Both crepe myrtles are still doing remarkably well to this day, as you can see in the photo below:

But Reba's is still knocking it out of the park.   I love that her tree had flowers on it last year...I expect many more this year. 

Thursday, April 26, 2012

Vernacular High Life

This is an art piece that I made for Christi Robinson back in February (while I was deep in the creative territory of the GPL Book Arts Project).  I just gave it to her Friday night at dinner because we haven't really had a chance to hang out in awhile.

It is entitled High Life, and is made from reclaimed wood, beer can tin, beer bottle caps and quotes from Jack Kerouac, Ray LaMontayne, & Robert Frost.  Eric was kind enough to sacrifice his time by consuming certain wheat-contaminated adult beverages so that I could create the piece that I wanted for Christi.  He's sweet that way.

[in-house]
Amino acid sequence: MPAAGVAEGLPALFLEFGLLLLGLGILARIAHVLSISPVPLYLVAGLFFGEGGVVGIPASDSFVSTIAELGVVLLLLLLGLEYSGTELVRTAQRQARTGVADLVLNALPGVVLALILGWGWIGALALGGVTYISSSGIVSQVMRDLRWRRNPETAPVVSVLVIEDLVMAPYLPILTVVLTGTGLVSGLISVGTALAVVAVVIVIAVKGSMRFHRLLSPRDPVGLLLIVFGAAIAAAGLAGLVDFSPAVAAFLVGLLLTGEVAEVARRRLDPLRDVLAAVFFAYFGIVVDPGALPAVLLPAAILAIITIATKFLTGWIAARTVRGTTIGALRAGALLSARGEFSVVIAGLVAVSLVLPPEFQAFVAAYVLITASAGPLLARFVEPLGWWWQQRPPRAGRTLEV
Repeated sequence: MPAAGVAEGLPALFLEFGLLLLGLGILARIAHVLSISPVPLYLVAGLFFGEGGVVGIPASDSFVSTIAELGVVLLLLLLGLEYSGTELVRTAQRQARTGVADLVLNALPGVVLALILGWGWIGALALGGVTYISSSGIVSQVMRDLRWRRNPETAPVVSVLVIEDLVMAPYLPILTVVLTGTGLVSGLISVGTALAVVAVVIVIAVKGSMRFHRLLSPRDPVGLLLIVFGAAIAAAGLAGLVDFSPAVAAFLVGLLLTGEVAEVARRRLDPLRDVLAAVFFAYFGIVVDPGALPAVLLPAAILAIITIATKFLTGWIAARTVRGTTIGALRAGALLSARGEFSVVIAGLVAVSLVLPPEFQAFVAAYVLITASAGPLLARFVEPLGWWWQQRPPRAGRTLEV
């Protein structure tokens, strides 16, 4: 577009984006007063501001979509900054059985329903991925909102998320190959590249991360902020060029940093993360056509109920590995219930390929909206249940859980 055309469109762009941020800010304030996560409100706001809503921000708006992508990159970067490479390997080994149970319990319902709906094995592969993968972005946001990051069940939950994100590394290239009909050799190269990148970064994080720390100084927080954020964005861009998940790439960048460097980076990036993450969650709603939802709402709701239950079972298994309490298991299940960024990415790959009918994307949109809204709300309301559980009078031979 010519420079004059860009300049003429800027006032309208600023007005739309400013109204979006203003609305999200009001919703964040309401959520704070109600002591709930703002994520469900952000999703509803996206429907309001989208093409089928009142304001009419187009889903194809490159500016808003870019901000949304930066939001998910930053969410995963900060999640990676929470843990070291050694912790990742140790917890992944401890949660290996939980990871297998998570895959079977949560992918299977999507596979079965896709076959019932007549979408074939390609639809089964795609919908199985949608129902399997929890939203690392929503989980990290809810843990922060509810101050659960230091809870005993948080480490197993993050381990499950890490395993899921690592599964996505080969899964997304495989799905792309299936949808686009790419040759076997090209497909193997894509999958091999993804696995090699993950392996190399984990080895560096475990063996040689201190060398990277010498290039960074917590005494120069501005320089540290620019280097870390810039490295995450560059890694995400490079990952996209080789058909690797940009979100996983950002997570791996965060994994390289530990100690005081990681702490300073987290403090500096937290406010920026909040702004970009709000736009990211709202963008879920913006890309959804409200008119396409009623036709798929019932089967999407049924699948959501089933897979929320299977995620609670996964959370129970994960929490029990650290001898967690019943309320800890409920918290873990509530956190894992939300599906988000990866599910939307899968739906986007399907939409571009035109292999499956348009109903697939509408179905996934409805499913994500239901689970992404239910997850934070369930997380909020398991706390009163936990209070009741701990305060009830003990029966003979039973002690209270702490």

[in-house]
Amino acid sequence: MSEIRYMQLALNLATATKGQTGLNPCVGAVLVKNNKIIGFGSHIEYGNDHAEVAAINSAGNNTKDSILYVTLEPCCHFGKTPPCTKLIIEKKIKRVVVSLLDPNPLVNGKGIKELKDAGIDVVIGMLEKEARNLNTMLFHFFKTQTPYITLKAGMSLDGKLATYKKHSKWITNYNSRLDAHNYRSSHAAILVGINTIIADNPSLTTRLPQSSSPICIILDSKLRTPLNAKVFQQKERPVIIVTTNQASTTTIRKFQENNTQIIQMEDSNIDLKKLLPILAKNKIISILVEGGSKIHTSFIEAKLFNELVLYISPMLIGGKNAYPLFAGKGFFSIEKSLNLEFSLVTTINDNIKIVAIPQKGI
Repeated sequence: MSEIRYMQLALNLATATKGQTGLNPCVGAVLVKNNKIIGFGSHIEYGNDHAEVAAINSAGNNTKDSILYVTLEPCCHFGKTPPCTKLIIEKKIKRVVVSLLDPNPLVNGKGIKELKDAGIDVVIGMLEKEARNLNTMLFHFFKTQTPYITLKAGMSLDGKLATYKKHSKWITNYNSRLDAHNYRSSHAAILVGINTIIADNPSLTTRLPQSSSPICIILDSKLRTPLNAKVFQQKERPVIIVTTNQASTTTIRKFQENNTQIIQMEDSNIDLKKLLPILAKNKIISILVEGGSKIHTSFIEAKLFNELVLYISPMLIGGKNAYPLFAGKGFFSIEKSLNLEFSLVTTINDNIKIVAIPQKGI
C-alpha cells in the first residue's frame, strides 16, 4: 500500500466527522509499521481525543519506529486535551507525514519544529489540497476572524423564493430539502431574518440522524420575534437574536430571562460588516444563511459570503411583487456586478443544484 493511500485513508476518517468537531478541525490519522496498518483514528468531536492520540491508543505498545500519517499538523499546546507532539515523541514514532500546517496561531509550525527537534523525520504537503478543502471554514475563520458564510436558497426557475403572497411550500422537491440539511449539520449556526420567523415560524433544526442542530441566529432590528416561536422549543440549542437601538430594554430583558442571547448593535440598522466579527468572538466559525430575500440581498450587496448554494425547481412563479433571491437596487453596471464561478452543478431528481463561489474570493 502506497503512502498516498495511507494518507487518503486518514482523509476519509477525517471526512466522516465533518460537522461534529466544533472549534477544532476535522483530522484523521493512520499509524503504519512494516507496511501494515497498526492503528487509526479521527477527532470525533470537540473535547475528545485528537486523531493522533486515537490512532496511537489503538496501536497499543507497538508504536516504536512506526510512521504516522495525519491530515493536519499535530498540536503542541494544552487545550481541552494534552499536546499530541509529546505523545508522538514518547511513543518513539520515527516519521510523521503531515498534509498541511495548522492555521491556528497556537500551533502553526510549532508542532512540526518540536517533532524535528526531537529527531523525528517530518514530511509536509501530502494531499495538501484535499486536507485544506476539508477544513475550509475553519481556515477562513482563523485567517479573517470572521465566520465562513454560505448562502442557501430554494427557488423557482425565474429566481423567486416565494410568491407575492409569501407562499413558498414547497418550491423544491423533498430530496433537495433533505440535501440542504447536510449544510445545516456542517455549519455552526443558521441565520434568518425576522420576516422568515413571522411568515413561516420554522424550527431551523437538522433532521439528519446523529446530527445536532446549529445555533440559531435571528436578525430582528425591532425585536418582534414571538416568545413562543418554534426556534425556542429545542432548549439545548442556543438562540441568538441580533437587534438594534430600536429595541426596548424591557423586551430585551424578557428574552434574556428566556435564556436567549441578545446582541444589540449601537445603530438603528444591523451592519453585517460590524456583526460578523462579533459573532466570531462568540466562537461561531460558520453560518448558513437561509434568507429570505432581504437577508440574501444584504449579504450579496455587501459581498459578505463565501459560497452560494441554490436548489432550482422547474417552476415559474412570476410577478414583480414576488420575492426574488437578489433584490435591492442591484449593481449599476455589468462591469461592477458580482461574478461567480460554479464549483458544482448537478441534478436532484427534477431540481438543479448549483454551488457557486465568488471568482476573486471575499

You cannot tell that Howard Finster and Jean-Michel Basquiat are two of my favorite outsider artists, right?

I Wish I Had Me Some of Them Right Now...

Eric just posted photos yesterday that he took from the outrageously delicious dinner that we had with the Robinsons and the Hyatts last Friday night at the Robinson's place.  Chris  made an appetizer of shrimp grits that were so good, any lesser woman would have slapped her momma.

Photos used with permission, Eric T. Wright, copyrighted.

And for the main dish, he made blackened tilapia that he placed lovingly on a bed of spicy black beans.

Seeing these pictures makes me wish I still had some leftovers.

Wednesday, April 25, 2012

Do you do Blues?